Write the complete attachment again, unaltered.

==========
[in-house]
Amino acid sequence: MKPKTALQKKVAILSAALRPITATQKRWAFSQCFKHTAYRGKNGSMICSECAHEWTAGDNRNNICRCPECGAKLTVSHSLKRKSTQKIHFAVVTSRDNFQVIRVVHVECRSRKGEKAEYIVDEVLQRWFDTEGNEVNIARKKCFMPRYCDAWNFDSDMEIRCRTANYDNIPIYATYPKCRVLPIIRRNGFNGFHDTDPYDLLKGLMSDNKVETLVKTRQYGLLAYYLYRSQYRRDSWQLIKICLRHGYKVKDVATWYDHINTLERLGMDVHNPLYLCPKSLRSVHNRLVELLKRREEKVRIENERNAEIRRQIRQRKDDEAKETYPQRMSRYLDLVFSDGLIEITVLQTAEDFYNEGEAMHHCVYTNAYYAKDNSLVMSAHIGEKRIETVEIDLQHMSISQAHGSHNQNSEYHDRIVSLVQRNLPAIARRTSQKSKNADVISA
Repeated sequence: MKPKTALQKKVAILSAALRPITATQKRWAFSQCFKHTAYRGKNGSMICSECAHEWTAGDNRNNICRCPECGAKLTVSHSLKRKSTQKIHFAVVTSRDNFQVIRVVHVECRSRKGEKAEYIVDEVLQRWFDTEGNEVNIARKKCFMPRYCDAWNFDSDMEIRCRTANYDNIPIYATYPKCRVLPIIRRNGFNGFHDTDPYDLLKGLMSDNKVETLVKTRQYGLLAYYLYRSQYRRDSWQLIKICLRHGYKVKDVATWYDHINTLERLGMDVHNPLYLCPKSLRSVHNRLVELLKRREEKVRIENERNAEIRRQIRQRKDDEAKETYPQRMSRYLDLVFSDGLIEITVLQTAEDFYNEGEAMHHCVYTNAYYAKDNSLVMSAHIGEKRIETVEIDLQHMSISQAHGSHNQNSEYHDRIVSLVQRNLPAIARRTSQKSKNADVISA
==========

[in-house]
Amino acid sequence: MKPKTALQKKVAILSAALRPITATQKRWAFSQCFKHTAYRGKNGSMICSECAHEWTAGDNRNNICRCPECGAKLTVSHSLKRKSTQKIHFAVVTSRDNFQVIRVVHVECRSRKGEKAEYIVDEVLQRWFDTEGNEVNIARKKCFMPRYCDAWNFDSDMEIRCRTANYDNIPIYATYPKCRVLPIIRRNGFNGFHDTDPYDLLKGLMSDNKVETLVKTRQYGLLAYYLYRSQYRRDSWQLIKICLRHGYKVKDVATWYDHINTLERLGMDVHNPLYLCPKSLRSVHNRLVELLKRREEKVRIENERNAEIRRQIRQRKDDEAKETYPQRMSRYLDLVFSDGLIEITVLQTAEDFYNEGEAMHHCVYTNAYYAKDNSLVMSAHIGEKRIETVEIDLQHMSISQAHGSHNQNSEYHDRIVSLVQRNLPAIARRTSQKSKNADVISA
Repeated sequence: MKPKTALQKKVAILSAALRPITATQKRWAFSQCFKHTAYRGKNGSMICSECAHEWTAGDNRNNICRCPECGAKLTVSHSLKRKSTQKIHFAVVTSRDNFQVIRVVHVECRSRKGEKAEYIVDEVLQRWFDTEGNEVNIARKKCFMPRYCDAWNFDSDMEIRCRTANYDNIPIYATYPKCRVLPIIRRNGFNGFHDTDPYDLLKGLMSDNKVETLVKTRQYGLLAYYLYRSQYRRDSWQLIKICLRHGYKVKDVATWYDHINTLERLGMDVHNPLYLCPKSLRSVHNRLVELLKRREEKVRIENERNAEIRRQIRQRKDDEAKETYPQRMSRYLDLVFSDGLIEITVLQTAEDFYNEGEAMHHCVYTNAYYAKDNSLVMSAHIGEKRIETVEIDLQHMSISQAHGSHNQNSEYHDRIVSLVQRNLPAIARRTSQKSKNADVISA